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A few days ago, Jeremy Lin was just a benchwarmer being passed around the NBA locker rooms. Now, headline reads “Jeremy Lin: Even Kobe bows to his star power.” Jeremy Lin has led a sluggish New York Knicks to four straight victories, the last one against the Lakers. Scoring 38 points on the Lakers, Jeremy has suddenly become the highest scoring starter in modern day NBA.
In high school, Jeremy captained his team to a state championship in the highly competitive state of California. He was named the player of the year by nearly all California publications, yet he did not receive any athletic scholarships. While attending Harvard, he earned unanimous selection for All-Ivy League First Team. After college, he was again undrafted by the NBA, but taken on by the Golden State Warriors, but seeing little playing time. The Knicks, in a desperation move after several injuries to its starting players, picked Jeremy up. In just four games, Jeremy has become a living legend.
What inspires me is not his meteoric rise to stardom, but how he got there. Jeremy is not a late blossom. He is a shining star for the beginning. Why was he overlooked until now? There is no doubt some racism is at play, either intentional or subconscious. At Ivy League games, he is often jeered with racist comments such as “Open your eyes!”, and “Orchestra is on the other side of campus.” Despite being passed up at every level of the game, Jeremy held firm to his dreams.
Jeremy’s story should resonant with all Asian Americans growing up in America, and anyone who has ever been denied of opportunities because of stereotypes. For this one success story, how many Asian kids’ sports dreams were crushed because of the biases of scouts and coaches? How many people’s dreams were shattered because they were not given the opportunity to advance to the next level?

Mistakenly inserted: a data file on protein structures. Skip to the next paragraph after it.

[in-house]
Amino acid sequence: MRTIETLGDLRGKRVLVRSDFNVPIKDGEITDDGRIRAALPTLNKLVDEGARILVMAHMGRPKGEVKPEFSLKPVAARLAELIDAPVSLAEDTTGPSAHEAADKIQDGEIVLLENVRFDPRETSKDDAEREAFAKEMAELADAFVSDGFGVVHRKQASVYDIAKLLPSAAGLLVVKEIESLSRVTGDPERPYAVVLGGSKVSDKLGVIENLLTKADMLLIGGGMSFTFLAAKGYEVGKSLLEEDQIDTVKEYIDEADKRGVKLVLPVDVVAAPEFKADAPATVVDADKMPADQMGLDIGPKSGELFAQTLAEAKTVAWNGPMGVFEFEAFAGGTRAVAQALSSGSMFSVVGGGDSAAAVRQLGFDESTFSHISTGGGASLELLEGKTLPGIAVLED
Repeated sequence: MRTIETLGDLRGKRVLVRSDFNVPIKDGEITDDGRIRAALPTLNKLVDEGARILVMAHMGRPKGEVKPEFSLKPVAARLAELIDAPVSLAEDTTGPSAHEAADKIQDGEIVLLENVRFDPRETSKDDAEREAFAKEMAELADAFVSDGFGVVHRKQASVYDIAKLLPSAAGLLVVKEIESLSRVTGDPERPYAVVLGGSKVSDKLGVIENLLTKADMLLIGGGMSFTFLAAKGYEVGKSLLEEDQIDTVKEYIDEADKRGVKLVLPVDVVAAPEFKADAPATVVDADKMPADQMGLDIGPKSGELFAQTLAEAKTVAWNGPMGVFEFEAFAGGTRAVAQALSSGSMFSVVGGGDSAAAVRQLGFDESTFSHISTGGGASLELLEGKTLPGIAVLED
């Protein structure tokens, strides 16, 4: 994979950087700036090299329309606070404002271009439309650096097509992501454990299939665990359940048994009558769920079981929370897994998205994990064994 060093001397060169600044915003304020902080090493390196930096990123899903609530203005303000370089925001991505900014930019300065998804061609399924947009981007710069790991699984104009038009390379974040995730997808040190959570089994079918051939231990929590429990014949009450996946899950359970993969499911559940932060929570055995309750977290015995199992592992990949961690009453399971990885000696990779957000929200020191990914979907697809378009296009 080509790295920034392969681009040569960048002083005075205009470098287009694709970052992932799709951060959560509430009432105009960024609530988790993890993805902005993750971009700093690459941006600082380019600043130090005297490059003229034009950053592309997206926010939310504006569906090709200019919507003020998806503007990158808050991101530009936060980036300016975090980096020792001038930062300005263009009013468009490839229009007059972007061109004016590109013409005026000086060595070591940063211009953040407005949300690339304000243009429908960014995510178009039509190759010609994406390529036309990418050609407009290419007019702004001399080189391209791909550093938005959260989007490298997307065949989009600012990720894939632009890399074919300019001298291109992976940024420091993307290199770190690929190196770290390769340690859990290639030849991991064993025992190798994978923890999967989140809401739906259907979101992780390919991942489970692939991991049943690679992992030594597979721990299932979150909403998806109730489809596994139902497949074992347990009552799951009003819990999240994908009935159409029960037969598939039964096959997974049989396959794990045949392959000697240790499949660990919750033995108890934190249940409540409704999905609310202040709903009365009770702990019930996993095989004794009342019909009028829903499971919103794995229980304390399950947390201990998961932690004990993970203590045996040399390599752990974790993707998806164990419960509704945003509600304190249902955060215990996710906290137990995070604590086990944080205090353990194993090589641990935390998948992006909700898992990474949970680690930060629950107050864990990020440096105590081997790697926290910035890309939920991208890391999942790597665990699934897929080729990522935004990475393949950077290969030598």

When I chose to study at CEIBS over Wharton, my friends were all puzzled. I came because the opportunity for me in China has no ceiling. Although straight out racism has gone out of fashion, the new form of racism has been introduced in the form of “diversity.” It seems most, if not all, of the “diversity” targets are set based on race. Does one’s race really bring diversity of thought to the school or workplace? For me, race brings as much as diversity as eye colors, brand choices, or any other arbitrary metric. I often hear corporations say that there is not enough “diversity” at the top of the corporate ladder, and actively recruit all minorities EXCEPT Asians. Yet, Asian executives, partners, or managing directors are probably the most underrepresented minority, despite of a large analyst-level pool.
As I began my climb of the corporate ladder post-MBA, I know I will face more adversities and challenges than most. However, Jeremy Lin’s example of overcoming all odds to succeed will forever be in the back of my mind. It will inspire me to hold firm to my dreams and not give up.
If you had what it takes to get into Wharton, I'm sure you'll be fine in your career regardless of where you decided to go. Hell, the true superstars of the business world don't need MBA's or even BA's to be super successful.
That said, I think likening your situation to Jeremy Lin's doesn’t make sense. If Jeremy Lin had been offered a starting job with the Knicks after Harvard and had decided to play for the China league instead because he was afraid he could never overcome his "Taiwanese-American" heritage in the NBA, THEN, that would be similar to what you have decided to do. But instead, sounds to me like you psyched yourself out of attending Wharton and you might be still trying to convince yourself you made the right choice. _________________
Check out this awesome article about Anderson on Poets Quants, http://poetsandquants.com/2015/01/02/uclas-anderson-school-morphs-into-a-friendly-tech-hub/ . Anderson is a great place! Sorry for the lack of updates recently. I...